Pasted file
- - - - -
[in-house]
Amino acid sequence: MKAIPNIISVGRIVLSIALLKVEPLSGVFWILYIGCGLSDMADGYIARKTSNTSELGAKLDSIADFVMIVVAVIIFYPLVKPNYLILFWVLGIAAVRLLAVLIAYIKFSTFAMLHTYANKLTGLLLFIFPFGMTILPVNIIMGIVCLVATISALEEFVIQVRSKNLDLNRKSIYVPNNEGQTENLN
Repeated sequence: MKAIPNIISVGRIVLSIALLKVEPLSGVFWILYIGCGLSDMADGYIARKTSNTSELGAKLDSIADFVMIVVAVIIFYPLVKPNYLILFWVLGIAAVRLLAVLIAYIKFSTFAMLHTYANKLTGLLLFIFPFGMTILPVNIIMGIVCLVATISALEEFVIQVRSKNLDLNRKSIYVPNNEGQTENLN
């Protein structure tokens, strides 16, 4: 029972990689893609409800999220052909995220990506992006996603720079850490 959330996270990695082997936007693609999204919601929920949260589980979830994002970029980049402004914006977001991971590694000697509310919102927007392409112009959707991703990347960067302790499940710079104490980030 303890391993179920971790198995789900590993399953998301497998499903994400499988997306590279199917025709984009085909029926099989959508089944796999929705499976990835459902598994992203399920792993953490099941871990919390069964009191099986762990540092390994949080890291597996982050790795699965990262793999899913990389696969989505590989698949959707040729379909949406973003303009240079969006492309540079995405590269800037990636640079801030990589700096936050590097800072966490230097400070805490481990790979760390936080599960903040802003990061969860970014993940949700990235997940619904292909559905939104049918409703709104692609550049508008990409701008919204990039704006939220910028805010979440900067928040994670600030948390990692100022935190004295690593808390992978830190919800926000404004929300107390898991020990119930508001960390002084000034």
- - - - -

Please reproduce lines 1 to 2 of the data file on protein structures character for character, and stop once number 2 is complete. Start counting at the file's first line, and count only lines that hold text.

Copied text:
[in-house]
Amino acid sequence: MKAIPNIISVGRIVLSIALLKVEPLSGVFWILYIGCGLSDMADGYIARKTSNTSELGAKLDSIADFVMIVVAVIIFYPLVKPNYLILFWVLGIAAVRLLAVLIAYIKFSTFAMLHTYANKLTGLLLFIFPFGMTILPVNIIMGIVCLVATISALEEFVIQVRSKNLDLNRKSIYVPNNEGQTENLN